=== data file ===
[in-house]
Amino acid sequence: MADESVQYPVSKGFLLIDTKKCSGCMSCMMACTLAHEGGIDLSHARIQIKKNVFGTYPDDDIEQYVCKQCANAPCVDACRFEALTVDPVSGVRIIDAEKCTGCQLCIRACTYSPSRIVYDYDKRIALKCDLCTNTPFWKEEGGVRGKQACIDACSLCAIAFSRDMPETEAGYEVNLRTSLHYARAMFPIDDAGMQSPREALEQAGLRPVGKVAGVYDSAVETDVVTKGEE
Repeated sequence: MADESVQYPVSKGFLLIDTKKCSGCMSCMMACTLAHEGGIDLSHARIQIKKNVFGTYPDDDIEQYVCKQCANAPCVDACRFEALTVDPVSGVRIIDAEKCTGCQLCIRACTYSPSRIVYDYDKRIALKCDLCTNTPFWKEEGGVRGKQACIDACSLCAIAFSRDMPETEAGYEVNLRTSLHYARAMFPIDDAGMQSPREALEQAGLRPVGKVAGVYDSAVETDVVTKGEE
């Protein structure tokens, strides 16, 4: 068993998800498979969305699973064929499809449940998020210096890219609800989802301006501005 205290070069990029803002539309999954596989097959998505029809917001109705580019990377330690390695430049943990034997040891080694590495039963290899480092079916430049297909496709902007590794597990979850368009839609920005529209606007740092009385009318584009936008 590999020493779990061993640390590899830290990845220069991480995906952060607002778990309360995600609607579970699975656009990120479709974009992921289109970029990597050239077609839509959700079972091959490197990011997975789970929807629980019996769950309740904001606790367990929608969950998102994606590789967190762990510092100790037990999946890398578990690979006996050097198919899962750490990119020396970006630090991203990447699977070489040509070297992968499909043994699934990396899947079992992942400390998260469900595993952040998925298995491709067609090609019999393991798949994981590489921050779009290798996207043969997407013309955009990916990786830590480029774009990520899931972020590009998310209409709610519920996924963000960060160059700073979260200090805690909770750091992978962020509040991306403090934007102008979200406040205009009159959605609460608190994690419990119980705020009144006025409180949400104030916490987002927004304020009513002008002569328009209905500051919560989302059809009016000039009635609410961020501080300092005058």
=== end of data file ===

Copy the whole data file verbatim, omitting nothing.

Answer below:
[in-house]
Amino acid sequence: MADESVQYPVSKGFLLIDTKKCSGCMSCMMACTLAHEGGIDLSHARIQIKKNVFGTYPDDDIEQYVCKQCANAPCVDACRFEALTVDPVSGVRIIDAEKCTGCQLCIRACTYSPSRIVYDYDKRIALKCDLCTNTPFWKEEGGVRGKQACIDACSLCAIAFSRDMPETEAGYEVNLRTSLHYARAMFPIDDAGMQSPREALEQAGLRPVGKVAGVYDSAVETDVVTKGEE
Repeated sequence: MADESVQYPVSKGFLLIDTKKCSGCMSCMMACTLAHEGGIDLSHARIQIKKNVFGTYPDDDIEQYVCKQCANAPCVDACRFEALTVDPVSGVRIIDAEKCTGCQLCIRACTYSPSRIVYDYDKRIALKCDLCTNTPFWKEEGGVRGKQACIDACSLCAIAFSRDMPETEAGYEVNLRTSLHYARAMFPIDDAGMQSPREALEQAGLRPVGKVAGVYDSAVETDVVTKGEE
């Protein structure tokens, strides 16, 4: 068993998800498979969305699973064929499809449940998020210096890219609800989802301006501005 205290070069990029803002539309999954596989097959998505029809917001109705580019990377330690390695430049943990034997040891080694590495039963290899480092079916430049297909496709902007590794597990979850368009839609920005529209606007740092009385009318584009936008 590999020493779990061993640390590899830290990845220069991480995906952060607002778990309360995600609607579970699975656009990120479709974009992921289109970029990597050239077609839509959700079972091959490197990011997975789970929807629980019996769950309740904001606790367990929608969950998102994606590789967190762990510092100790037990999946890398578990690979006996050097198919899962750490990119020396970006630090991203990447699977070489040509070297992968499909043994699934990396899947079992992942400390998260469900595993952040998925298995491709067609090609019999393991798949994981590489921050779009290798996207043969997407013309955009990916990786830590480029774009990520899931972020590009998310209409709610519920996924963000960060160059700073979260200090805690909770750091992978962020509040991306403090934007102008979200406040205009009159959605609460608190994690419990119980705020009144006025409180949400104030916490987002927004304020009513002008002569328009209905500051919560989302059809009016000039009635609410961020501080300092005058």